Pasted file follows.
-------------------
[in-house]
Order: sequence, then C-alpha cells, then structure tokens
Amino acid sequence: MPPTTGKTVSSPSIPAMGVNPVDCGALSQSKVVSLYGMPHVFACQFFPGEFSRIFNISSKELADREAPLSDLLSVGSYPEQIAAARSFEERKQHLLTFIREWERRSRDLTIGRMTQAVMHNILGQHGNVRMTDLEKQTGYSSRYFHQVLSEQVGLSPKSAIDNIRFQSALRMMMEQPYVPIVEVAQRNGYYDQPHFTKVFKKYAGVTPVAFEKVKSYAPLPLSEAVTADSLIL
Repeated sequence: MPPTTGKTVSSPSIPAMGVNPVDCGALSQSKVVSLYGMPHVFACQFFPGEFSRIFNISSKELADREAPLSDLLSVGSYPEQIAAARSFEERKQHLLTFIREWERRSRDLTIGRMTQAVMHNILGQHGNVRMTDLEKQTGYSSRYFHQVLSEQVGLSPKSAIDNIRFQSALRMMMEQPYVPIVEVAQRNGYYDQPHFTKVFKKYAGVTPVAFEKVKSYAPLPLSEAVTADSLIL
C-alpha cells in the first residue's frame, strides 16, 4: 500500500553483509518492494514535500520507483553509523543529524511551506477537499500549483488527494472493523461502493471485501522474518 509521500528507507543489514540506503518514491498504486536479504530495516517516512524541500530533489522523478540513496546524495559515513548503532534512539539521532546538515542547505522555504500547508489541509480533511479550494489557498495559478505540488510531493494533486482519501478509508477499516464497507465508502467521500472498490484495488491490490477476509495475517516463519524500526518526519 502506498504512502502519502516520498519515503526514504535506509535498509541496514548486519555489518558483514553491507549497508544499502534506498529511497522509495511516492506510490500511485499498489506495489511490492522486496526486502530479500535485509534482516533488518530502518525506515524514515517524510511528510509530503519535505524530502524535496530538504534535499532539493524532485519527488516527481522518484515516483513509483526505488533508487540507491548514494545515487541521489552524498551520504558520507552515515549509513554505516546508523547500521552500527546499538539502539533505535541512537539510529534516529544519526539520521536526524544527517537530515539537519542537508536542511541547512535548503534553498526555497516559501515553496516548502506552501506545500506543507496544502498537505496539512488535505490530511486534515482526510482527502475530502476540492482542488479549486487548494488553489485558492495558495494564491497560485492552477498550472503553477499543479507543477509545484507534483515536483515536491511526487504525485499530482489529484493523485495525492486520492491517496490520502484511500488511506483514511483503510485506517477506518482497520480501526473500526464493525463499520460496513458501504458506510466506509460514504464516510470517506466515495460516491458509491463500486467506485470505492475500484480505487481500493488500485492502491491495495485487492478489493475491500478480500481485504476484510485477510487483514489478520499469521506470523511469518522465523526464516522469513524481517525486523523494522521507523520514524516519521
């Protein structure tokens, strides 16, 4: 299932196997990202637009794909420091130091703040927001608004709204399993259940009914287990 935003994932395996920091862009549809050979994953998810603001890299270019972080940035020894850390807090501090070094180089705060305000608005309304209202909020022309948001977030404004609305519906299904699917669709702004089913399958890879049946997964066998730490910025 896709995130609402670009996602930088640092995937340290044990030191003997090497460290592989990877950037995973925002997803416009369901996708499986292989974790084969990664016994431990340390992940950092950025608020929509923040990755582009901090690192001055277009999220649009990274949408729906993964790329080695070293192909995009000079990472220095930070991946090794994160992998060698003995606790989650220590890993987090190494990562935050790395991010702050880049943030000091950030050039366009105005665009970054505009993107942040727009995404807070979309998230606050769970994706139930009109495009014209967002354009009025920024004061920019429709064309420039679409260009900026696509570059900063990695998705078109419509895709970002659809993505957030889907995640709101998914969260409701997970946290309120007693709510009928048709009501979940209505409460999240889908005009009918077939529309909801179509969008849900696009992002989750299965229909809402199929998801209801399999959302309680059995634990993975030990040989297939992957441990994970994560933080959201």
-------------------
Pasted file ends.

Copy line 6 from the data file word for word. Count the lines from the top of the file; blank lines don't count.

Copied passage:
């Protein structure tokens, strides 16, 4: 299932196997990202637009794909420091130091703040927001608004709204399993259940009914287990 935003994932395996920091862009549809050979994953998810603001890299270019972080940035020894850390807090501090070094180089705060305000608005309304209202909020022309948001977030404004609305519906299904699917669709702004089913399958890879049946997964066998730490910025 896709995130609402670009996602930088640092995937340290044990030191003997090497460290592989990877950037995973925002997803416009369901996708499986292989974790084969990664016994431990340390992940950092950025608020929509923040990755582009901090690192001055277009999220649009990274949408729906993964790329080695070293192909995009000079990472220095930070991946090794994160992998060698003995606790989650220590890993987090190494990562935050790395991010702050880049943030000091950030050039366009105005665009970054505009993107942040727009995404807070979309998230606050769970994706139930009109495009014209967002354009009025920024004061920019429709064309420039679409260009900026696509570059900063990695998705078109419509895709970002659809993505957030889907995640709101998914969260409701997970946290309120007693709510009928048709009501979940209505409460999240889908005009009918077939529309909801179509969008849900696009992002989750299965229909809402199929998801209801399999959302309680059995634990993975030990040989297939992957441990994970994560933080959201």